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Steve Williams Talks Tiger Woods, Retirement, and the Nickname He Hated

Photo: Harry How/Getty Images

Steve Williams and Tiger Woods celebrate Woods' chip-in on the 16th hole at the 2005 Masters.

It’s Steve – not Stevie; but maybe if Tiger Woods and his former caddie spoke more, Steve Williams would be OK with the diminutive form of his name.

Woods’ long-time caddie wants to be rid of the nickname, but not his former charge’s friendship. According to an interview with the New York Times, the pair, who had worked together for 13 years, have hardly spoken since Woods relieved Williams of his duties in July 2011.

“It’s disappointing,” he said. “I caddied for the guy for 13 years, put my heart and soul into it, and there’s been no correspondence at all.” Nothing beyond exchanging pleasantries on the course, at least.

Golf Channel’s Steve Sands made the moniker mistake while presenting Williams as the newest member of the Caddie Hall of Fame at Cherry Hills Country Club just outside of Denver. 

“Stevie’s what Tiger used to call me, so that’s what everybody calls me," Williams said. "I hate that name.”

After 36 years, he may not need to put up with the misnomer much longer. Williams told the New York Times he is scaling back his caddying for former World no. 1 Adam Scott, with the intention of retiring. He’s said that once before, though, in 2000 – just before Woods gave him a call.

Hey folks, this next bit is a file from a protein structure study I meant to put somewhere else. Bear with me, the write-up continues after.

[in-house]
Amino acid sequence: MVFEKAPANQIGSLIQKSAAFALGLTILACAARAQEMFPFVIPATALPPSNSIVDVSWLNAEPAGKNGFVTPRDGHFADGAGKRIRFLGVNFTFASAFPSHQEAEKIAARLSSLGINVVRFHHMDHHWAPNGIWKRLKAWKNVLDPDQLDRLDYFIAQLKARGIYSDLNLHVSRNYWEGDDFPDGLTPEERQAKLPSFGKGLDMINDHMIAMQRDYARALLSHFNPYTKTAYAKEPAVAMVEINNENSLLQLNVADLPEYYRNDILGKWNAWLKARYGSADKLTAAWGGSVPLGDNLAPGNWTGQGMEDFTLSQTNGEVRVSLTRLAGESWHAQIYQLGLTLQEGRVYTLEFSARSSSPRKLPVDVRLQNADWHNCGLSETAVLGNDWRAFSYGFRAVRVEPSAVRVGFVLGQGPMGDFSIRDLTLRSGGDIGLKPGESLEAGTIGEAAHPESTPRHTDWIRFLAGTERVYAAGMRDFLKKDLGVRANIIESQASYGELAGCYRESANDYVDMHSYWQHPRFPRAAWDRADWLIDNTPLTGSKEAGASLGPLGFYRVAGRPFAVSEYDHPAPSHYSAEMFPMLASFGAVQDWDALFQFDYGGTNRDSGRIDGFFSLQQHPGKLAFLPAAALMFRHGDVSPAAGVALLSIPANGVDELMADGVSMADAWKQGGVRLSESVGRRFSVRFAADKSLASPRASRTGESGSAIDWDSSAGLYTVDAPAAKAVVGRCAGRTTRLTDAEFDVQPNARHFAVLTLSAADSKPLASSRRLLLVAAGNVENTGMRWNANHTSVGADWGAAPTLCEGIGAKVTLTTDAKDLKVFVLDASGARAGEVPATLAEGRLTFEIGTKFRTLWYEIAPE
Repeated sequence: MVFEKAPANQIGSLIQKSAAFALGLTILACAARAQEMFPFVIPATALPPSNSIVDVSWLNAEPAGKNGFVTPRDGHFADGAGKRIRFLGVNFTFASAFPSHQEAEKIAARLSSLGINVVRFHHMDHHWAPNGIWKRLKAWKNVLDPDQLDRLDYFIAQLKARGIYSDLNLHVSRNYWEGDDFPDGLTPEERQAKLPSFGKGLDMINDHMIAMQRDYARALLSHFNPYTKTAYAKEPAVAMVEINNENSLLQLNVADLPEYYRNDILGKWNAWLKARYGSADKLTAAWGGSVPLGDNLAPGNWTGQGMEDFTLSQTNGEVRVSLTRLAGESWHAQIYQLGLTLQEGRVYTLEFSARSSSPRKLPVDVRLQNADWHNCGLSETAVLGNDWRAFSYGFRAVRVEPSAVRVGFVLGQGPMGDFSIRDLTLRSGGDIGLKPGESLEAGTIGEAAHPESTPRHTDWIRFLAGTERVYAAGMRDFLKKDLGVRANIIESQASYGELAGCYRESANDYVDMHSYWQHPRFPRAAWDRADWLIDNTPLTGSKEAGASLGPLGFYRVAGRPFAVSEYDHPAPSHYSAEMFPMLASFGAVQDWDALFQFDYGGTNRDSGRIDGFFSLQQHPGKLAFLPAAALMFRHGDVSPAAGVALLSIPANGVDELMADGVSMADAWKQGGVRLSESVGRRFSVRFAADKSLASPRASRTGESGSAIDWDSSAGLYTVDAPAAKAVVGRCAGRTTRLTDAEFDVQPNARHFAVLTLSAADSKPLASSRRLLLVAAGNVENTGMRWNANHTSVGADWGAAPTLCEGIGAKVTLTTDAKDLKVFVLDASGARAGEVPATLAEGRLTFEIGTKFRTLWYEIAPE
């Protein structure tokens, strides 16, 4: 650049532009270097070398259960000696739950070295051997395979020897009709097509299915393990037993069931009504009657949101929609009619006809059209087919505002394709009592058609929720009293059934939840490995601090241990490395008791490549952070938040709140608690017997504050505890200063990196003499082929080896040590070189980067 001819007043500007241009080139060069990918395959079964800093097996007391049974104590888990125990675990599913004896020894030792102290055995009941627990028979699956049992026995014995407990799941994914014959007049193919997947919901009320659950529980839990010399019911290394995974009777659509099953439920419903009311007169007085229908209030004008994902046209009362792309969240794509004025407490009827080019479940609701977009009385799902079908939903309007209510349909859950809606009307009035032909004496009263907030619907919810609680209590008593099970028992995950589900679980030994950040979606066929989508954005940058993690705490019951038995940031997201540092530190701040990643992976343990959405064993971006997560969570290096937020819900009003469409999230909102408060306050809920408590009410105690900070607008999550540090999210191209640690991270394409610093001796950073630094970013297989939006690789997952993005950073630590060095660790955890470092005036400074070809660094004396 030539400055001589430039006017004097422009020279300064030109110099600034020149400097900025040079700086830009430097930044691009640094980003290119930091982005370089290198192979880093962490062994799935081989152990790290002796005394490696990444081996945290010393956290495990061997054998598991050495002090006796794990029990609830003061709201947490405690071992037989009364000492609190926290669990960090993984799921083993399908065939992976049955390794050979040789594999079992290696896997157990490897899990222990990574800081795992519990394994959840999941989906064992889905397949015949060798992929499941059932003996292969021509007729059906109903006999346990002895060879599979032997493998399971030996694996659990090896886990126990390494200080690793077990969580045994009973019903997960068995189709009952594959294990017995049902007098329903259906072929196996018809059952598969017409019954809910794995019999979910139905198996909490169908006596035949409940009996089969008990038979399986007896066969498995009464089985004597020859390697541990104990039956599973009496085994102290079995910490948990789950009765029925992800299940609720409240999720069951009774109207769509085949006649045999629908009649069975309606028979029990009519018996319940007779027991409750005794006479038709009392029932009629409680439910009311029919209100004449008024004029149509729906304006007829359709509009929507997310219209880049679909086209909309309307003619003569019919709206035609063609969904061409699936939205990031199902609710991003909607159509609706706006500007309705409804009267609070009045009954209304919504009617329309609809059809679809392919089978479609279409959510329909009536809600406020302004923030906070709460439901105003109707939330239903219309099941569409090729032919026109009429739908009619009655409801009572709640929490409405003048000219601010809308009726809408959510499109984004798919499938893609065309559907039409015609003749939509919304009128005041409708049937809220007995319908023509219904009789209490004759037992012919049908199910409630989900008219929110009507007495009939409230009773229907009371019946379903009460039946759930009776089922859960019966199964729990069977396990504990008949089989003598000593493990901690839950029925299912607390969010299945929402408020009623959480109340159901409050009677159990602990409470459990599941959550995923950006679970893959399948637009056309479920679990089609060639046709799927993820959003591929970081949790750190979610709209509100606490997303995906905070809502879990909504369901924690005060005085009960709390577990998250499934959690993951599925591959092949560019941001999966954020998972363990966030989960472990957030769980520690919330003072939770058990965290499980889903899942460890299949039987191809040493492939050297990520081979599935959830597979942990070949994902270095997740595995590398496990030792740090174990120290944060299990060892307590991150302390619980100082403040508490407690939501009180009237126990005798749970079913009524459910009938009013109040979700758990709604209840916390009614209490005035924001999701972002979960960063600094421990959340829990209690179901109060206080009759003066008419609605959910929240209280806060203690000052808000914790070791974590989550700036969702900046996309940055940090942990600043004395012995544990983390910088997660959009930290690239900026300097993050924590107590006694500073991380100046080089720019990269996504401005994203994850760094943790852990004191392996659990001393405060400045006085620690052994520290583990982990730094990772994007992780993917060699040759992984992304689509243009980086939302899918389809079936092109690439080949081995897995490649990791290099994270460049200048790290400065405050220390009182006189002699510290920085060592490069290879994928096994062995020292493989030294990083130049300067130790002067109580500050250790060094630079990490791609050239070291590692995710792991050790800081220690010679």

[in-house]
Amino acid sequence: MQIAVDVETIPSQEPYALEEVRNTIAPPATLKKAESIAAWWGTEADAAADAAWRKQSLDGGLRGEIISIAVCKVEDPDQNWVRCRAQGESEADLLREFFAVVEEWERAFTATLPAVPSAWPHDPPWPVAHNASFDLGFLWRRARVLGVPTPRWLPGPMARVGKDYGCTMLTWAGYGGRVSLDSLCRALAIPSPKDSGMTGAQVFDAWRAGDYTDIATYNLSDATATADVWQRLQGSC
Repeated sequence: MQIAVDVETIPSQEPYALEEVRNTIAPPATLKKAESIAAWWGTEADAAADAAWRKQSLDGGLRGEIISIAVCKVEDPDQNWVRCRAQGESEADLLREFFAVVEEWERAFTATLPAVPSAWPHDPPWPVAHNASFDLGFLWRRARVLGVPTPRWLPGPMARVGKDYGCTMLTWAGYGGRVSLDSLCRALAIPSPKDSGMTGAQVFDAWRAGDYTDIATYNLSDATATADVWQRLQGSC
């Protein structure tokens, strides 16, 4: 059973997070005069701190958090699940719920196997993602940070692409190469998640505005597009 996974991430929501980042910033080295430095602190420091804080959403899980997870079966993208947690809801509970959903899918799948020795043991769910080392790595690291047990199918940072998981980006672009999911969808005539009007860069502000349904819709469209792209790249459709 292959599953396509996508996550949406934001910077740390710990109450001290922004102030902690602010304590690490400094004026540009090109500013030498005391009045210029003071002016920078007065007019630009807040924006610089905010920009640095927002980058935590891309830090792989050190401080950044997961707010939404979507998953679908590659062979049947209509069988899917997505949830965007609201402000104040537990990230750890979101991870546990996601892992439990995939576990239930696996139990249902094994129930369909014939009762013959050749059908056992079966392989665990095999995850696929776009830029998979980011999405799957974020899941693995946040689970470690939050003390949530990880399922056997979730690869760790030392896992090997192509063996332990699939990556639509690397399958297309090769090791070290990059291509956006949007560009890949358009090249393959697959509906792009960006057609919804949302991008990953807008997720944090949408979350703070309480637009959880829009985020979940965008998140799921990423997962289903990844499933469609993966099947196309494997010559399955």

Earlier this year, Williams told the reason for his and Woods’ split:

“Adam heard Tiger pulled out and wondered where I was. I phoned Tiger about it and he said, 'No problem.' After some thought, though, he didn't agree with it. Tiger changed his mind. Well, I'd already told Adam I would be there. I wasn't prepared to ring Adam up and say I can't do it. I'm a man of my word. I had no idea I was going to get fired over it. I also hadn't worked a lot. Not that I needed the money, but I wanted to work. I was told (by Tiger) after U.S. Open that I no longer had a job and it's as simple as that."

Williams plans to skip minor tour events and work only from March to September, allowing him to spend time back home in New Zealand with his wife, son and other hobby – racecar driving. His fiery, competitive side that got him noticed as ‘the enforcer’ with Woods (remember that camera-tossed-in-the-pond incident?) explains his love for another competitive, adrenaline-filled sport.

“He’s always on the move doing something,” his wife Kristy told the New York Times. “He has promised to get better at relaxing when he retires. I think pigs might fly before that happens, though.”

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